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The world's largest PC seller, Hewlett-Packard (NYSE: HPQ ) , is shedding its computer business as part of a broader shakeup to focus more on the high-margin software business. It plans to do so by acquiring Autonomy -- the U.K.'s largest software maker. Investors, however, were not impressed by the announcement, and the stock dropped 6%. Broader concerns have also weighed on the company's stock, which is off 30% since the start of the year.
HP said it agreed to buy Autonomy for $11.7 billion, a 64% premium to Autonomy's Wednesday closing price on the London Stock Exchange. Autonomy makes software that searches and keeps track of corporate and government data. This will complement HP's existing offerings, giving it valuable intellectual property and enhancing its value in areas such as software and cloud solutions. At the moment, software accounts for only 3% of the company's revenue.
HP seems to be following the strategy that IBM (NYSE: IBM ) undertook six years ago, when it dropped the computers, focusing solely on software. This transformation is becoming a trend in IT companies today, with Dell (Nasdaq: DELL ) shifting toward software, too.
Hard to compete
Even though the computer business accounted for 30% of sales last quarter, it suffered from slow growth, low margins, and tough competition. The operating margin of this business last quarter was 5.9%, which is the least among all the company's segments. The company plans to surrender its vulnerable tablet computers and smartphones after facing strong competition from companies such as Apple (Nasdaq: AAPL ) and Research In Motion (Nasdaq: RIMM ) , which have encroached far into the market.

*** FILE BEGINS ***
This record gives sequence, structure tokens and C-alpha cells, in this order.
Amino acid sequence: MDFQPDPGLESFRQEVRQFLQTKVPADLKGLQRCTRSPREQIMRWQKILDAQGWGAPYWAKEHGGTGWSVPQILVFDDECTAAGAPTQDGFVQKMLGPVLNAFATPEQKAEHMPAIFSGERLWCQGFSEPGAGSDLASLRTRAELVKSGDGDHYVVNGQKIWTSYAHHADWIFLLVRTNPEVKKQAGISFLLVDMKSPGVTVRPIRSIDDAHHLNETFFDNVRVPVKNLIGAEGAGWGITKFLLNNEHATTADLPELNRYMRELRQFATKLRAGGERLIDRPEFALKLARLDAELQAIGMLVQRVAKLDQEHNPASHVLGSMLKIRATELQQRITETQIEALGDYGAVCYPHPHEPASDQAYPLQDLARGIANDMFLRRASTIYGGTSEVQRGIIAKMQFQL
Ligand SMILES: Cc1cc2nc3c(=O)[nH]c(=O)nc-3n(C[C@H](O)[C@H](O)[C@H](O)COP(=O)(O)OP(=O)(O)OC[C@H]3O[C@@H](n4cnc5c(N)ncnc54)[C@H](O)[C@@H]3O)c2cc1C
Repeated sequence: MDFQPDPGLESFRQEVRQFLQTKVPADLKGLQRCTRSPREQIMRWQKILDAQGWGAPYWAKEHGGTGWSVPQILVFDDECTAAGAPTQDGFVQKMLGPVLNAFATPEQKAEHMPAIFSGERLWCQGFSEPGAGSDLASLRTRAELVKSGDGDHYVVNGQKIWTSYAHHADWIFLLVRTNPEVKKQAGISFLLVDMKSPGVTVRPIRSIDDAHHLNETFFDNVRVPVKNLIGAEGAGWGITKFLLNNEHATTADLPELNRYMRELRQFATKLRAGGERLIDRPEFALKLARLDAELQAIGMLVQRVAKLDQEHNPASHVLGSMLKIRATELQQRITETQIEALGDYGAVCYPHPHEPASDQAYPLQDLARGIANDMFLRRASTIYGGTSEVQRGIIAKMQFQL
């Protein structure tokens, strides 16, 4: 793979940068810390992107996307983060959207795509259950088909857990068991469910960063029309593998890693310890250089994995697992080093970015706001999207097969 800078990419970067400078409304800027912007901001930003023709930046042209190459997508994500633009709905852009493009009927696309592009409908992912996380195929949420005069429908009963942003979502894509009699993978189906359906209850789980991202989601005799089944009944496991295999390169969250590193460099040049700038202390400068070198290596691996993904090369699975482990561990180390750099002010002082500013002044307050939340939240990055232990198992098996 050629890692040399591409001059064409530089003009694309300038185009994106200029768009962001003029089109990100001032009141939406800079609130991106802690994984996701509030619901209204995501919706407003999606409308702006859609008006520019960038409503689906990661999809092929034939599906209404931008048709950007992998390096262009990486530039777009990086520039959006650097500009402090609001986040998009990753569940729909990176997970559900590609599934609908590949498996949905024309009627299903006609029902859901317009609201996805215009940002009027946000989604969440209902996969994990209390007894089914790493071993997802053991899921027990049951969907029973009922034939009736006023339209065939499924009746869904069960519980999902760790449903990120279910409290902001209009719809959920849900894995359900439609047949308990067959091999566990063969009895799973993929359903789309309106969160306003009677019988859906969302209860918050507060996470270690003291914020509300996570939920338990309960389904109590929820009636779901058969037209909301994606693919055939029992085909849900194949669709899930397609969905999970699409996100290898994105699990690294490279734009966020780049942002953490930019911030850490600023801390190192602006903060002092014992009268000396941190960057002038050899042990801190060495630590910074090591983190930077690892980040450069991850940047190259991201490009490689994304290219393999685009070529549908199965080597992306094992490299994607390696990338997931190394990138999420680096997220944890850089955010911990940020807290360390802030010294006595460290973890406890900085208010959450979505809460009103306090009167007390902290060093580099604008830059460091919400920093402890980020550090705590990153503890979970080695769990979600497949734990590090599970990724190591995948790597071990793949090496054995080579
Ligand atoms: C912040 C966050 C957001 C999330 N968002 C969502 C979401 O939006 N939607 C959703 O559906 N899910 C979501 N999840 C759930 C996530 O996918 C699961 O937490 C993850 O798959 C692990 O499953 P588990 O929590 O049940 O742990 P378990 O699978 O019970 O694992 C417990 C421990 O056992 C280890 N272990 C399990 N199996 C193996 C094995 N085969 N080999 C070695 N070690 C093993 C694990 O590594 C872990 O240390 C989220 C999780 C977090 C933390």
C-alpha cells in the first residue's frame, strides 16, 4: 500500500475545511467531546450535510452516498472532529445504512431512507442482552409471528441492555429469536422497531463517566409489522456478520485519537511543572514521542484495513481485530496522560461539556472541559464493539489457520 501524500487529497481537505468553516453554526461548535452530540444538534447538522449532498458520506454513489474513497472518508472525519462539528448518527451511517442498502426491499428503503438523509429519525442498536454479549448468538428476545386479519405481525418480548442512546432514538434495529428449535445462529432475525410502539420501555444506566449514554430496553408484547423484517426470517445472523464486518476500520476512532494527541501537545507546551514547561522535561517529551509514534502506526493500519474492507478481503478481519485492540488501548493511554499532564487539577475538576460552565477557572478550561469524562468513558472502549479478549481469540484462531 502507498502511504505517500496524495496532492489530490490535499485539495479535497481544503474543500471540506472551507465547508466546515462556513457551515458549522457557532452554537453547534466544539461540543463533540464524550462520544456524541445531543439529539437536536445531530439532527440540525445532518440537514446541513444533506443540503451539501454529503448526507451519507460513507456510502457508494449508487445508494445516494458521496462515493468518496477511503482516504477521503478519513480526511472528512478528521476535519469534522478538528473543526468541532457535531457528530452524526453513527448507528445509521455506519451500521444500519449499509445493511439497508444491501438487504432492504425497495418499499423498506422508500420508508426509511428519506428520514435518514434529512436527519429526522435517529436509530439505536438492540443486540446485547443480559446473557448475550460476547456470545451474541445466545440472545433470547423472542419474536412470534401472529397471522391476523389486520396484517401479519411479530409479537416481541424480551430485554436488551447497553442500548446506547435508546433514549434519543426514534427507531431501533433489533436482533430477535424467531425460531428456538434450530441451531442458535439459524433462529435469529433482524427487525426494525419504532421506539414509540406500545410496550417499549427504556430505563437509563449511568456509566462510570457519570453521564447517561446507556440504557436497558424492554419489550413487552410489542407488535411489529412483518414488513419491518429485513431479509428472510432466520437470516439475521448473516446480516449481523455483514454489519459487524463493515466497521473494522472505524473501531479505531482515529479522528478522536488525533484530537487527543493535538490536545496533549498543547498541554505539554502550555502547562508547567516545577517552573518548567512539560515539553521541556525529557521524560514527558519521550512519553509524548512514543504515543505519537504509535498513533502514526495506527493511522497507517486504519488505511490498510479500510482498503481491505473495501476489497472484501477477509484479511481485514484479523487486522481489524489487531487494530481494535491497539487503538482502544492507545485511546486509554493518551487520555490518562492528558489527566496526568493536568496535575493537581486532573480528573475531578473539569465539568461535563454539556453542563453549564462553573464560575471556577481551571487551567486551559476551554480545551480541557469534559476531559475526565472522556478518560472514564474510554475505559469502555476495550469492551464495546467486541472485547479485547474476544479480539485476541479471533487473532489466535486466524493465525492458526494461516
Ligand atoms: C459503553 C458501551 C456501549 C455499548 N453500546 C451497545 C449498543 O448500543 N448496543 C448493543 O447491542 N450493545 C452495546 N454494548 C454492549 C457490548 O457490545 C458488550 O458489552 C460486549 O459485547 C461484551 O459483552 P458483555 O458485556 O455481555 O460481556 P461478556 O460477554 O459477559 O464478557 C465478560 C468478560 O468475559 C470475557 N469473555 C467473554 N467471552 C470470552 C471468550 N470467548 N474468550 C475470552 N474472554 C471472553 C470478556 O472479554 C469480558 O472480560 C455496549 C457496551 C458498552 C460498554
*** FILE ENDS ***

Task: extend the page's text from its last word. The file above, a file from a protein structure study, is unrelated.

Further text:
Overseas investment strategy
Under current tax rules, U.S. companies are subject to a specific tax charge on bringing foreign cash into the country. The New York Times noted that HP is a good example of one of those companies using its foreign cash pile to make strategic investments and overseas acquisitions, thereby skipping repatriation taxes.
As of March 31, the company had a war chest of $12.7 billion from the printing division, most of which comes from abroad. HP will use this "offshore cash" and debt to finance this deal. This seems to be an added benefit of the deal.
After HP's disappointing quarterly results, the acquisition of Autonomy -- whose annual revenue was $969 million -- will add to the company's earnings per share in the future.
The Foolish bottom line
HP is moving toward its core business in a tricky time for the company. These are the right sorts of moves to help HP get back on track. I think it may take some time, but a few years from now we could look back at the stock as being pretty cheap today. Fools, watch out.
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